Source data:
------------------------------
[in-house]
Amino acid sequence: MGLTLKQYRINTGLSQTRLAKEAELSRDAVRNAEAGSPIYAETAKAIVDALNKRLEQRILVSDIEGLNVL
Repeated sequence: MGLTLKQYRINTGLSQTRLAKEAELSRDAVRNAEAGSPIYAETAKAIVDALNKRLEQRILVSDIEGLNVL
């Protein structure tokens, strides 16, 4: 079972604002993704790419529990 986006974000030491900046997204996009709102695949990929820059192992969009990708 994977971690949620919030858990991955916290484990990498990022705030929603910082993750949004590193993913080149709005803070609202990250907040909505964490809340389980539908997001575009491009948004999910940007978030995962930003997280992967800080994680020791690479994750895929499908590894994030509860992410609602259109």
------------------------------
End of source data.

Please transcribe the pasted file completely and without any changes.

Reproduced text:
[in-house]
Amino acid sequence: MGLTLKQYRINTGLSQTRLAKEAELSRDAVRNAEAGSPIYAETAKAIVDALNKRLEQRILVSDIEGLNVL
Repeated sequence: MGLTLKQYRINTGLSQTRLAKEAELSRDAVRNAEAGSPIYAETAKAIVDALNKRLEQRILVSDIEGLNVL
């Protein structure tokens, strides 16, 4: 079972604002993704790419529990 986006974000030491900046997204996009709102695949990929820059192992969009990708 994977971690949620919030858990991955916290484990990498990022705030929603910082993750949004590193993913080149709005803070609202990250907040909505964490809340389980539908997001575009491009948004999910940007978030995962930003997280992967800080994680020791690479994750895929499908590894994030509860992410609602259109």